A new multi-discipline competition aims to give more young riders—and adults—a chance to show off their stuff.
Mountain bike racers in the Rockies now have a new venue to showcase a wide variety of tire-spinning talents. This spring, Salida’s Chocolate Bunny Productions will debut the Rocky Mountain Race Series (RMRS)—a multi-discipline mountain bike format in Colorado and New Mexico that will include downhill, cross country, short track and dual slalom races.
“We’re super excited to bring this new series to the region—we feel there’s a calling for its multi-discipline format,” says race director Keith Darner, who is excited by the series’ appeal for young riders. “Youth mountain biking is exploding with junior programs like Durango Devo, Singletrack Mountain Bike Adventures (SMBA) in Boulder and the Colorado High School Mountain Bike League across the state. We want to foster the sport and provide these racers with a place to exhibit their diverse skill sets.”
Darner says the top three finishers will win a medal, all racers (and volunteers) will be eligible for a free product raffle after each event and, sponsorship permitting, a cash prize will be available for the pros.
Sponsored by Yeti Cycles, Ska Brewing, Kate’s Real Food and Tailwind Nutrition, the series kicks off in May and runs through August (see sidebar for dates). It will include categories for juniors ages 8 to 18, as well as age groups for adults, in both endurance and gravity disciplines.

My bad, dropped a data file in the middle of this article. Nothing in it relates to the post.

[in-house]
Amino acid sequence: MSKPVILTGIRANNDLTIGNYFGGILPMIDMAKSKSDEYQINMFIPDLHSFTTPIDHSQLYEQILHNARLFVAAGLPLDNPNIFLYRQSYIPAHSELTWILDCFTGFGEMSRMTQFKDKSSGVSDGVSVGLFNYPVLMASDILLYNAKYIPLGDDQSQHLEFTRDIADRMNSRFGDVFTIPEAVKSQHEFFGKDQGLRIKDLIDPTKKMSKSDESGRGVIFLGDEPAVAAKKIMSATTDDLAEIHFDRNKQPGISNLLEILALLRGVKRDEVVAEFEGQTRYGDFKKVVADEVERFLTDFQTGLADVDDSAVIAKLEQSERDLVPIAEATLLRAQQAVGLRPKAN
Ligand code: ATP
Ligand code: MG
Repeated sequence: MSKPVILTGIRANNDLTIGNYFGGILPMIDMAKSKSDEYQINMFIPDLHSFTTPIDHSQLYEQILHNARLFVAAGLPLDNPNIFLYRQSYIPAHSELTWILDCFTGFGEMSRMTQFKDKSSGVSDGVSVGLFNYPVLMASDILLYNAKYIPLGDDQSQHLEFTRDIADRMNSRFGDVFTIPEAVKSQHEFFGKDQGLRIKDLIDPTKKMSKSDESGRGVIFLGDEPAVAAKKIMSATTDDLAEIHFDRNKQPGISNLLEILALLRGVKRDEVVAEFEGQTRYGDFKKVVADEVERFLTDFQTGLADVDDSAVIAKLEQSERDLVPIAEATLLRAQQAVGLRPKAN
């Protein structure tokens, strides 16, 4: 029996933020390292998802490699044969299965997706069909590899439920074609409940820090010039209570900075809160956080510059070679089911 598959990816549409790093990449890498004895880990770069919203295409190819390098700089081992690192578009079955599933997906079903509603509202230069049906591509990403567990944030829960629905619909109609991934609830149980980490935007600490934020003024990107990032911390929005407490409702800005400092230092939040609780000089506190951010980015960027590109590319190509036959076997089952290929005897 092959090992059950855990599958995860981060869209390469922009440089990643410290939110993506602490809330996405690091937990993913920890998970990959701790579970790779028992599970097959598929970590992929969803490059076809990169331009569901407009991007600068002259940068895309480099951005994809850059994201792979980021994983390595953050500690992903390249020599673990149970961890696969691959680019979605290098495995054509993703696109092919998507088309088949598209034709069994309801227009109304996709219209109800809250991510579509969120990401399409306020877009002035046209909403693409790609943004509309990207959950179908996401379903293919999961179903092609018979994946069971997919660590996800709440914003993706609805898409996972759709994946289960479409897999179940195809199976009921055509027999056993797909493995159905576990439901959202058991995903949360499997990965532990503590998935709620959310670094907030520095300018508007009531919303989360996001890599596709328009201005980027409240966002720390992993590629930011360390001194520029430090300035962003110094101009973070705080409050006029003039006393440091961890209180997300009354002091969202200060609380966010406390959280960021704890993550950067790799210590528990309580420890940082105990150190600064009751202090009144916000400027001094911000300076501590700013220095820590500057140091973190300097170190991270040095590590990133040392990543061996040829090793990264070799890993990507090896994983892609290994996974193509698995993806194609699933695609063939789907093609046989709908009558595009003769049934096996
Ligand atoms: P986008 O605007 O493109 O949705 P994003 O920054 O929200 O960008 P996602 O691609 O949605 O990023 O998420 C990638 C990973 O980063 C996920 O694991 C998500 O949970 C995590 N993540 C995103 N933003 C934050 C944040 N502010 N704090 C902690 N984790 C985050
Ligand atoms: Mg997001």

“Having a series that makes racing accessible to juniors is exactly what the sport needs,” says SMBA program director Jessie Bronson. “It’s important for the riders of tomorrow to have access to races geared toward building skills in an accessible and supportive environment.”
The downhill courses will challenge elite-level riders, and feature alternative lines or courses for CAT 2 and 3 riders. Dual slalom will unfold at three or four of the venues. Cross country courses will feature varying lengths for different categories, with longer courses heading out of ski area boundaries. Short track will follow the “missing out” format, where the last racer across the line each lap will be eliminated until the last two remain.
RMRS also fills a void left by the demise of other series in the region. “There’s been a huge lapse since the end of the Mountain States Cup,” says Hogan Koesis, Mountain Capital Partners bike park director. “We’re stoked to have multi-discipline racing back in the Rockies.”
While Darner says there are similar series across the country, few combine slalom, short track, cross country and downhill. “These four disciplines are what racers around here want,” he says. “And we’re super focused on the juniors. We want kids to have a place to race in a fun environment—you can’t grow the sport without the groms.”